Social workers should represent the hegemonic definition of ‘good’. We can challenge social injustices, be advocates for equality of opportunity and equality in the standard of living.
Practitioners should reignite those far and distant university taught theories on relationship -based practice, rights-based approaches, values of respect and dignity, moral duties, community-based work of the distant past but not of now. I am mindful that I sit in the middle of the organisation and the person, family needing support. How I use my professional and legal knowledge could make all the difference.
3. Never forget who you are
Social Work has always had a political side. Now more than ever is the time to remember who we are, why we came into the profession. Challenging poverty as a form of social injustice is at our very core and we must recognise the power we hold in ensuring poverty does not remain invisible.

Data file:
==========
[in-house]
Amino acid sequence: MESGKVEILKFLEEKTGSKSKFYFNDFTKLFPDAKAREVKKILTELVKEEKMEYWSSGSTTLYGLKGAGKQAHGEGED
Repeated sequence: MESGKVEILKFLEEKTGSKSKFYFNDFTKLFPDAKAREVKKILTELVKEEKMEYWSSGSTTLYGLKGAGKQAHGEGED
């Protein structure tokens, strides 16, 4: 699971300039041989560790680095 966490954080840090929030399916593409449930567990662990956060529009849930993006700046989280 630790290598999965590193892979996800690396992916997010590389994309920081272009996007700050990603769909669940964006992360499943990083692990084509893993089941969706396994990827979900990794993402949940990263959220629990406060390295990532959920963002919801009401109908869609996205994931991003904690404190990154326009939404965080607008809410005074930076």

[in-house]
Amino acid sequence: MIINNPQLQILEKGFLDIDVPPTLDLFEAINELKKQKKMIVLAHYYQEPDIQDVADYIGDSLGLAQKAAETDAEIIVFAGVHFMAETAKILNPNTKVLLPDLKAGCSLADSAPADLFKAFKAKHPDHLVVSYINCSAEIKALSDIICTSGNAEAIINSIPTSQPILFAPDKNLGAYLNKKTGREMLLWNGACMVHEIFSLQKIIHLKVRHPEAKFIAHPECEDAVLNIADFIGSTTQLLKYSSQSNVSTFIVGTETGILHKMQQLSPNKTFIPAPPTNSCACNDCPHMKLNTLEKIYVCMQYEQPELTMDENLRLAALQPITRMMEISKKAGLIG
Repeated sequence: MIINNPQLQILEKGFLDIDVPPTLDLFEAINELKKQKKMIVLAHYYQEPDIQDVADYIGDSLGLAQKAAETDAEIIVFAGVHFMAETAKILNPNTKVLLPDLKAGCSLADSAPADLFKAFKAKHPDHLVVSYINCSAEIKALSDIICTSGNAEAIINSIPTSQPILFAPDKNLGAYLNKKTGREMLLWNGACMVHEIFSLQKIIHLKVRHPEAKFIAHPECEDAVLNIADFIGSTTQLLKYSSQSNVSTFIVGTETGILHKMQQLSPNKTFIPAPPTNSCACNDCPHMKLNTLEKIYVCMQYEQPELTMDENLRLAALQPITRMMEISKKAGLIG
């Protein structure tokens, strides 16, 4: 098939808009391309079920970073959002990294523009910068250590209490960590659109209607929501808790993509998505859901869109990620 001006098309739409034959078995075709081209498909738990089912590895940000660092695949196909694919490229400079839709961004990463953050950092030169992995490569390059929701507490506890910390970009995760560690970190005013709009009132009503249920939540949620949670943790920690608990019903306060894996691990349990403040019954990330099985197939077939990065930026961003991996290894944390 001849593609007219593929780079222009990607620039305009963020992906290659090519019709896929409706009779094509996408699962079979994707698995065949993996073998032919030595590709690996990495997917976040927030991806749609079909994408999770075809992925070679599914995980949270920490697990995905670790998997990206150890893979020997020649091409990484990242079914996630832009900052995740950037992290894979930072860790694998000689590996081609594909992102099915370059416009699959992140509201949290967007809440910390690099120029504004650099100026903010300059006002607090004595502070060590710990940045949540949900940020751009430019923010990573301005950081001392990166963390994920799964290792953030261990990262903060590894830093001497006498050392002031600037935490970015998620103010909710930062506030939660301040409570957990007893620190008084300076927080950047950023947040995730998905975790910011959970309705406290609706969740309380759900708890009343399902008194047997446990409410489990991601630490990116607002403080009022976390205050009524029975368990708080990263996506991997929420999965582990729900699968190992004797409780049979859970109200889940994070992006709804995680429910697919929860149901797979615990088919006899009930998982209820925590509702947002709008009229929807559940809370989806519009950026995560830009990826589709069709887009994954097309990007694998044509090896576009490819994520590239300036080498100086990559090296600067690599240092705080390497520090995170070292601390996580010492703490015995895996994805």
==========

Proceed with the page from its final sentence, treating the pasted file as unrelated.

The current picture is bleak, but are there any rays of sunshine?
Being involved recently in Anti-Poverty Campaigning, having more conversations about real action, writing this blog, educating myself, advocating publically about poverty, within my job it feels like I am shining a light. COVID-19 provided rays of sunshine showing that communities can come together but it should not take a pandemic to motivate people into action this should be a normal part of a caring society.
I end with a call to resist: Poverty is not too big to tackle too familiar to notice if WE all work to shine a light on poverty, work to do what we can to challenge its existence and find meaningful solutions for those most effected (Morris, 2021).